Official statistics are of little value and are not given much credence, but other figures are available and considerable research has been carried out by voluntary social workers. The conclusion arrived at is that there appears to be two main categories of rape and rapists. There are men who, because of personality inadequacies and character or mental defects, derive pleasure mainly through subjecting the victim to cruelty and indignities. There are the vicious, callous and violent rapists. The other type derives perverse sexual pleasure through the sex act itself and these rapists have no urge to hurt or harm. They will often spend time in sensual talk, if circumstances permit. What has come to light, however, is a whole grey area for what has increased manyfold and is sometimes described as ‘positive’, ‘masterful’ or ‘aggressive’ sex embodied in the image some women have of ‘the great lover’. Research in several western countries indicates that women have now come to accept this as the ‘norm’, and in fact often anticipate or expect it. In this expression of ‘lovemaking’ the male sex urge is dominant. The problem arises when, having permitted the man to go so far, the woman does not wish to follow through to the culmination. In the past, when the man did proceed to what was considered the logical conclusion,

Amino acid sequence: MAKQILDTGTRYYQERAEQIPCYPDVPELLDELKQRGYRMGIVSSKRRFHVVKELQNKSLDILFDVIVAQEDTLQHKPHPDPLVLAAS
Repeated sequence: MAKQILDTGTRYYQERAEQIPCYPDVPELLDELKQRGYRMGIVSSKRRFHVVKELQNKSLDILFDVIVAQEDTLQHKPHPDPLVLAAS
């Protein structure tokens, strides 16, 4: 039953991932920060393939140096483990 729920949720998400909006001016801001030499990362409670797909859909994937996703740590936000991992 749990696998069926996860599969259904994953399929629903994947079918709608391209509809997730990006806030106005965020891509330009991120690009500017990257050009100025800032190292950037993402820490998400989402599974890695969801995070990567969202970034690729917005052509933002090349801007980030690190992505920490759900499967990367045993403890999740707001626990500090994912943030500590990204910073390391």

this was generally considered to be rape, unless the woman gave implicit consent, but these days it is not so. Women, having come to accept this male behavior as normal, and having their stereotyped image of the great lover in their subconscious, find it difficult to accuse the man of rape. It seems, from the evidence, that modern western women are prepared to accept and tolerate sexual advances, even if they refuse to ‘follow through’, whereas formerly this was considered ‘disrespectful’ and ‘degrading’. It is in this grey area that the subject of rape poses the greatest problems for those who have to deal with the victims and the perpetrators. This is where research becomes confused.